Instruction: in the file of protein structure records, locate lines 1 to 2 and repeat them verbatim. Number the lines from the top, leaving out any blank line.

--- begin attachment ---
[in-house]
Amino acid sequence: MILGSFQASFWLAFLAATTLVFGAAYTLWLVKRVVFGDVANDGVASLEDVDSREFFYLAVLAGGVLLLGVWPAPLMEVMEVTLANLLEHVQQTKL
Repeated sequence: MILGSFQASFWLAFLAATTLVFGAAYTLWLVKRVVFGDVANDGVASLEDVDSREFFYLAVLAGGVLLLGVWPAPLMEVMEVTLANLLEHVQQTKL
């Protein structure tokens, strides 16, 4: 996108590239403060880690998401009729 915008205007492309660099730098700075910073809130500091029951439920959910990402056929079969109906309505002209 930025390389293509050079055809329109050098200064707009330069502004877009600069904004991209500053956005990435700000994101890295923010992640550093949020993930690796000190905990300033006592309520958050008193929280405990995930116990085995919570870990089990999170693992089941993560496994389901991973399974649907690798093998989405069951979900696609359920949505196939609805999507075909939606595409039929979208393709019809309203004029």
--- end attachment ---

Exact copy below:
[in-house]
Amino acid sequence: MILGSFQASFWLAFLAATTLVFGAAYTLWLVKRVVFGDVANDGVASLEDVDSREFFYLAVLAGGVLLLGVWPAPLMEVMEVTLANLLEHVQQTKL